Louisa Jamieson
Journal of Paramedic Practice, Vol. 7, Iss. 8, 07 Aug 2015, pp 386 - 392

Paramedics and ambulance staff are frequently in contact with patients with mental health diagnoses, whether this is the primary reason for contacting the emergency services, e.g. self-harm, crisis or suicide ideation; or, incidental to their primary clinical concern. Patients in mental health crisis can be challenging and demanding. Most paramedics will not have had specific guidance on identifying or understanding the features, aetiology and responses to treatment of patients with a diagnosis of borderline personality disorder. Borderline personality disorder is associated with a high risk of self-harm, risk-taking behaviour and suicide. Building a rapport with patients is often crucial to paramedics achieving optimum patient care. There are features of borderline personality disorder that may make rapport building more complex, and the establishment of trust harder for the clinician to achieve and maintain. There is potential for frustration and a lack of understanding to interfere with patient-centred care. In order to support patients with borderline personality disorder, ambulance staff need to be aware of the particular characteristics of this condition and the current best practice guidance.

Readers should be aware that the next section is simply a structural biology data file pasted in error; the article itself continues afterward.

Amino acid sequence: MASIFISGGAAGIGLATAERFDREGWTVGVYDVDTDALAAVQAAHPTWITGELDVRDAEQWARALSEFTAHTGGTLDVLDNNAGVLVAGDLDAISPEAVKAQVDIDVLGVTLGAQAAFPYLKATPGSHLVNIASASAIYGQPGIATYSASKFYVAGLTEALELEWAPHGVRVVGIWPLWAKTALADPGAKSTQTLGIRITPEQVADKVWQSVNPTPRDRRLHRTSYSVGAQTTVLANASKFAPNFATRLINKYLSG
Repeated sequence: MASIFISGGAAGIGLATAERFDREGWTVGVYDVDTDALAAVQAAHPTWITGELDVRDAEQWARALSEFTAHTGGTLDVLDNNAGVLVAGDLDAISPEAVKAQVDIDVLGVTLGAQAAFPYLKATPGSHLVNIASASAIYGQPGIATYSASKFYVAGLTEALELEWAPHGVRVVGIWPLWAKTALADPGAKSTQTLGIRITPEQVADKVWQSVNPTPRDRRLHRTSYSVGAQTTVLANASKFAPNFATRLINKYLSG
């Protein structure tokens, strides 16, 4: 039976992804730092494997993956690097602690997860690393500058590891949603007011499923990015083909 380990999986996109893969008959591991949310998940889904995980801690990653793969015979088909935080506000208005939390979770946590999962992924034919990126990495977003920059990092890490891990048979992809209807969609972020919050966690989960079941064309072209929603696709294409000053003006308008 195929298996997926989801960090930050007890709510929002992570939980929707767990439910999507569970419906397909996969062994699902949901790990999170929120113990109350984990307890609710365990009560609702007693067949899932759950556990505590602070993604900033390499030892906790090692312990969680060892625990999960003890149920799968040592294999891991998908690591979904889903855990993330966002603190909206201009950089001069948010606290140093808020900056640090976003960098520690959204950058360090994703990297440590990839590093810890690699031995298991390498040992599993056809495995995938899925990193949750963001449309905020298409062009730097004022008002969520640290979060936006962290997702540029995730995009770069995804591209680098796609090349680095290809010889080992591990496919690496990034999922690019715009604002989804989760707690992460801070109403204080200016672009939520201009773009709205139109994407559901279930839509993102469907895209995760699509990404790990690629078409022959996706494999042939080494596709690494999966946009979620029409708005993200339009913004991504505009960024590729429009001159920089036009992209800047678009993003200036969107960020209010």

Return to article listing

To view this article

information Please use the options below to create a subscription. If you have any queries about your account please contact our subscriptions department or telephone free 0800 137201 (UK callers only) or +44 (0)1722 716997 for callers outside the UK.

Existing users sign in Personal subscription Pay per article

Sign in